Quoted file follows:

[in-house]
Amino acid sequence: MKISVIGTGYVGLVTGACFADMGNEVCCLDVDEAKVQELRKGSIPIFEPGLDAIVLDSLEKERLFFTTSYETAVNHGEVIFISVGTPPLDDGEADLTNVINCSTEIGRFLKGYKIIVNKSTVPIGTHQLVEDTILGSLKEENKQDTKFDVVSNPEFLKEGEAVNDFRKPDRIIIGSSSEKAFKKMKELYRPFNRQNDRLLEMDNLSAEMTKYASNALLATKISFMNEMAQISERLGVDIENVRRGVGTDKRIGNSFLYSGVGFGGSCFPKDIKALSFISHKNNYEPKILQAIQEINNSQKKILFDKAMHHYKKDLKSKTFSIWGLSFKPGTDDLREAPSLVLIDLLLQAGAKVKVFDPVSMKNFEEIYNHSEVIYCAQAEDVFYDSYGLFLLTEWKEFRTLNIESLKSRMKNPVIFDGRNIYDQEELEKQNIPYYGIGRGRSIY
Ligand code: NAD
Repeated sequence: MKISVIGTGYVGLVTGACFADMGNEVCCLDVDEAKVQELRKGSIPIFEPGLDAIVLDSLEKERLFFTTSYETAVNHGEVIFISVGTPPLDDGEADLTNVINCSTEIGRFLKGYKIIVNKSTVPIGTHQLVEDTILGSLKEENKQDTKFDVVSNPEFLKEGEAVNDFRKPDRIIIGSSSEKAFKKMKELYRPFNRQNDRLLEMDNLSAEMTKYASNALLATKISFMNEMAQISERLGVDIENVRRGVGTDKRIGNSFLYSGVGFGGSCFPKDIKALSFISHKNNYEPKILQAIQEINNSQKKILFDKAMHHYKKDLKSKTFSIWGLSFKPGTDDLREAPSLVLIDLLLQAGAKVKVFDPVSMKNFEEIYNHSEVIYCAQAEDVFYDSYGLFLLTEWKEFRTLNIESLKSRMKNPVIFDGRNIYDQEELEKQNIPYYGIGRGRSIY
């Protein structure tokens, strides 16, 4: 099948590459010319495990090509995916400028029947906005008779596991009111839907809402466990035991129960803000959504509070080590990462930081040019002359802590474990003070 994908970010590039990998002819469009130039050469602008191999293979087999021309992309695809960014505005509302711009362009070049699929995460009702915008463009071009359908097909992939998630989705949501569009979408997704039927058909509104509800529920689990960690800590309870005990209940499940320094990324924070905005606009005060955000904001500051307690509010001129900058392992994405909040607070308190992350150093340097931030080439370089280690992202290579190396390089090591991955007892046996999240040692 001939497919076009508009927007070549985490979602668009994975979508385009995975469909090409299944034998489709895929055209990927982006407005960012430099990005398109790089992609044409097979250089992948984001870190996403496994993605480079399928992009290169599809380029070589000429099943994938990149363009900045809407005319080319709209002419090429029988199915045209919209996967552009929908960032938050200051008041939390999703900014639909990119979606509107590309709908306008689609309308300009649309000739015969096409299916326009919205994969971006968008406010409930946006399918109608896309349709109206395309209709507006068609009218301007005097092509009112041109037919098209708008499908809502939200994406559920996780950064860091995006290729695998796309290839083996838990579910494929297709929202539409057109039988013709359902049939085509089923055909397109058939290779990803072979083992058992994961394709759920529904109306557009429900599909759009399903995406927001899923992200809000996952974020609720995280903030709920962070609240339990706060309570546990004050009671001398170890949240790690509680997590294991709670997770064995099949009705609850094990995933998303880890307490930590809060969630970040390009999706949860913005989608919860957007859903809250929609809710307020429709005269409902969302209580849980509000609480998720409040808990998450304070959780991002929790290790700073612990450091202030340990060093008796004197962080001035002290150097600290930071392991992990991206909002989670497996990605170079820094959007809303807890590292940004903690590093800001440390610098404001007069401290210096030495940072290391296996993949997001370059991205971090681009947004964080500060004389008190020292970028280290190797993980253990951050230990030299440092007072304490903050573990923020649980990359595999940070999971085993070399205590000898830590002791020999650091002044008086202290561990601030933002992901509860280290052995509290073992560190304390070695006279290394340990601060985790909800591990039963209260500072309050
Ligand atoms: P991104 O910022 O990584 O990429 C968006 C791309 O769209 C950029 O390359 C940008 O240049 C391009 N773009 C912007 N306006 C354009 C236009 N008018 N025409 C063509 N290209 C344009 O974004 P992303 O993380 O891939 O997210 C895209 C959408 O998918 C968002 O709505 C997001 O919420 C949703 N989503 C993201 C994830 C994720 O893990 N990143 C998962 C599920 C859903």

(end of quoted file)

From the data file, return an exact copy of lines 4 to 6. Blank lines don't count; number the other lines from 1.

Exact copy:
Repeated sequence: MKISVIGTGYVGLVTGACFADMGNEVCCLDVDEAKVQELRKGSIPIFEPGLDAIVLDSLEKERLFFTTSYETAVNHGEVIFISVGTPPLDDGEADLTNVINCSTEIGRFLKGYKIIVNKSTVPIGTHQLVEDTILGSLKEENKQDTKFDVVSNPEFLKEGEAVNDFRKPDRIIIGSSSEKAFKKMKELYRPFNRQNDRLLEMDNLSAEMTKYASNALLATKISFMNEMAQISERLGVDIENVRRGVGTDKRIGNSFLYSGVGFGGSCFPKDIKALSFISHKNNYEPKILQAIQEINNSQKKILFDKAMHHYKKDLKSKTFSIWGLSFKPGTDDLREAPSLVLIDLLLQAGAKVKVFDPVSMKNFEEIYNHSEVIYCAQAEDVFYDSYGLFLLTEWKEFRTLNIESLKSRMKNPVIFDGRNIYDQEELEKQNIPYYGIGRGRSIY
């Protein structure tokens, strides 16, 4: 099948590459010319495990090509995916400028029947906005008779596991009111839907809402466990035991129960803000959504509070080590990462930081040019002359802590474990003070 994908970010590039990998002819469009130039050469602008191999293979087999021309992309695809960014505005509302711009362009070049699929995460009702915008463009071009359908097909992939998630989705949501569009979408997704039927058909509104509800529920689990960690800590309870005990209940499940320094990324924070905005606009005060955000904001500051307690509010001129900058392992994405909040607070308190992350150093340097931030080439370089280690992202290579190396390089090591991955007892046996999240040692 001939497919076009508009927007070549985490979602668009994975979508385009995975469909090409299944034998489709895929055209990927982006407005960012430099990005398109790089992609044409097979250089992948984001870190996403496994993605480079399928992009290169599809380029070589000429099943994938990149363009900045809407005319080319709209002419090429029988199915045209919209996967552009929908960032938050200051008041939390999703900014639909990119979606509107590309709908306008689609309308300009649309000739015969096409299916326009919205994969971006968008406010409930946006399918109608896309349709109206395309209709507006068609009218301007005097092509009112041109037919098209708008499908809502939200994406559920996780950064860091995006290729695998796309290839083996838990579910494929297709929202539409057109039988013709359902049939085509089923055909397109058939290779990803072979083992058992994961394709759920529904109306557009429900599909759009399903995406927001899923992200809000996952974020609720995280903030709920962070609240339990706060309570546990004050009671001398170890949240790690509680997590294991709670997770064995099949009705609850094990995933998303880890307490930590809060969630970040390009999706949860913005989608919860957007859903809250929609809710307020429709005269409902969302209580849980509000609480998720409040808990998450304070959780991002929790290790700073612990450091202030340990060093008796004197962080001035002290150097600290930071392991992990991206909002989670497996990605170079820094959007809303807890590292940004903690590093800001440390610098404001007069401290210096030495940072290391296996993949997001370059991205971090681009947004964080500060004389008190020292970028280290190797993980253990951050230990030299440092007072304490903050573990923020649980990359595999940070999971085993070399205590000898830590002791020999650091002044008086202290561990601030933002992901509860280290052995509290073992560190304390070695006279290394340990601060985790909800591990039963209260500072309050
Ligand atoms: P991104 O910022 O990584 O990429 C968006 C791309 O769209 C950029 O390359 C940008 O240049 C391009 N773009 C912007 N306006 C354009 C236009 N008018 N025409 C063509 N290209 C344009 O974004 P992303 O993380 O891939 O997210 C895209 C959408 O998918 C968002 O709505 C997001 O919420 C949703 N989503 C993201 C994830 C994720 O893990 N990143 C998962 C599920 C859903």